Heavy goods vehicles are not paying their way on the roads. It’s time for distance-based charging

Lorries on the street of London, 2008. Image: Getty.

The poor state of repair of our urban and local roads, which account for 98 per cent of the network, were highlighted in the Asphalts Industry Association’s latest ALARM annual survey issued last month. The survey showed that more than 24,000 miles of local/urban road need essential maintenance within the next year. In particular, the report showed that London roads are the worst in England with almost a quarter in poor condition – twice as bad as the best roads in the country.

What is missing in the debate about funding road maintenance however, is the recognition that heavy lorries cause far more damage to foundations and structures of roads than cars. Yet they are only cover 11 per cent of their road infrastructure costs, despite what the Freight Transport Association claims. The standard 44 tonne HGV, which is the industry workhorse, causes 136,000 times more damage to road infrastructure than a Ford Focus because the damaging power rises exponentially as weight increases – a phenomenon known as the ‘Generalised Fourth Power Law

Local and urban roads, unlike motorways, are not built to sustain the large volume of heavy goods now traffic using them. And yet, the Road Haulage Association complains that its lorries are being damaged by the existing poor state of local roads – a phenomenon, for which they are largely responsible.

Consider a report called Heavy Goods Vehicles: Do they pay their way? - impacts on road surfaces, produced by RepGraph for the Freight Trade Association (FTA). It claimed HGVs pay three times more than their estimated damage costs to infrastructure. But our analysis at the Campaign for Better Transport shows that the FTA-commissioned RepGraph report is based on out-of-date figures and incorrect assumptions. In fact HGVs only cover one ninth of their road damage costs.

The wider problem is that this underpayment by lorries is not confined to road maintenance. In fact our latest report, which uses government values, shows that HGVs are still only paying a third of the costs they impose on the economy and society in terms of road congestion, road crashes, road damage and pollution costs. HGVs are almost seven times more likely than cars to be involved in fatal collisions on minor roads. They’re responsible for 17 per cent of greenhouse gas emissions and a fifth (21 per cent) of NOx emissions from road transport, despite making up just 5 per cent of vehicle miles. When the full costs of HGVs are taken into account that equates to a £6bn a year taxpayer subsidy.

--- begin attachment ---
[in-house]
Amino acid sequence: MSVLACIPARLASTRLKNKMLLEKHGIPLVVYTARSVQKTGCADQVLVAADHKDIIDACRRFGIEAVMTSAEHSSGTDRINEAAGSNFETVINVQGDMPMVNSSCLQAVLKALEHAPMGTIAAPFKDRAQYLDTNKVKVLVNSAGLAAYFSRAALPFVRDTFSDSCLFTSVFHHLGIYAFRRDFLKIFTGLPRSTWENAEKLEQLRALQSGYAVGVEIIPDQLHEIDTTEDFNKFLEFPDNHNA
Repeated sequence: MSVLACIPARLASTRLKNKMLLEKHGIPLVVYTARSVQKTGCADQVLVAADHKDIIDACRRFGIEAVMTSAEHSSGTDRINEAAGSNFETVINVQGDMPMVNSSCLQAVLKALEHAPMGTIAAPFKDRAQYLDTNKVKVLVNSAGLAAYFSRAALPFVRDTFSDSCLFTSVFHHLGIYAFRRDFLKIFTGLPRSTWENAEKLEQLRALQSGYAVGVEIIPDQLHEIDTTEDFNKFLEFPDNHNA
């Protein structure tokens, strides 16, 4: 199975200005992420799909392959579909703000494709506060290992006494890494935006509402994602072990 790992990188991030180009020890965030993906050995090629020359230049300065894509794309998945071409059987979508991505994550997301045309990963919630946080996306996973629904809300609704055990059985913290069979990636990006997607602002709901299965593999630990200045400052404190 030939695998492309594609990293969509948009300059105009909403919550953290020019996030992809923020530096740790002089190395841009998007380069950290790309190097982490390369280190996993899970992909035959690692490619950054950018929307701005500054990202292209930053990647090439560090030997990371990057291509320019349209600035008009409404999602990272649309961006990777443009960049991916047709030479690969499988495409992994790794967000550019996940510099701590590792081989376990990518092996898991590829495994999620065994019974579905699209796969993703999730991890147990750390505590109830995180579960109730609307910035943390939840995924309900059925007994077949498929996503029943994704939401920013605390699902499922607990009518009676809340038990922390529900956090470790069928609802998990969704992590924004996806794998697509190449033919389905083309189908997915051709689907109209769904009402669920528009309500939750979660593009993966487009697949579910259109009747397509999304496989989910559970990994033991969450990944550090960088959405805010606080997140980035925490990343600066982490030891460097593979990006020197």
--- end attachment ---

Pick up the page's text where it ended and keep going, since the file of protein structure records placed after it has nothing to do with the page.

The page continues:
This subsidy undermines the incentive for the haulage industry to be efficient. Only a third (34 per cent) of HGVs are full in terms of load volume. Almost another third (30 per cent) are driving around completely empty – a figure that’s been growing for some years. Partially loaded trucks result in unnecessary lorry journeys to feed our shopping habits.

In contrast, the German distance-based charging system incentivises efficiency and has reduced empty lorries by a third, as well as reducing tonne kilometres because of better loading rates; prior to its introduction, Germany had similar empty lorry levels to the UK. In Austria, per km charging for trucks reduced the percentage of empty vehicles from 21 per cent to 16 per cent. Average loads grew by 0.6 tonnes, to 14,7 tonnes, between 1999 and 2004.          

That’s why we are calling on the government to introduce distance-based charging in its current review of the Lorry Road User Levy. This would better reflect HGV’s costs, encourage the use of less polluting lorries, and reduce unnecessary lorry miles by making more efficient use of the road network.

It is the duty of the government to make sure that the adverse impacts of road freight transport on the economy, the environment and society are minimised and that the public purse is not subsidising bad practice.

Philippa Edmunds is freight-on-rail manager at the Campaign for Better Transport.

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Leeds is still haunted by its pledge to be the “Motorway City of the Seventies”

Oh, Leeds. Image: mtaylor848/Wikimedia Commons.

As the local tourist board will no doubt tell you, Leeds has much to be proud of: grandiose industrial architecture in the form of faux-Egyptian temples and Italian bell-towers; an enduring cultural legacy as the birthplace of Goth, and… motorways. But stand above the A58(M) – the first “urban motorway”  in the country – and you might struggle to pinpoint its tourist appeal.

Back in the 1970s, though, the city council was sufficiently gripped by the majesty of the motorways to make them a part of its branding. Letters sent from Leeds were stamped with a postmark proudly proclaiming the city's modernity: “Leeds, Motorway City of the Seventies”.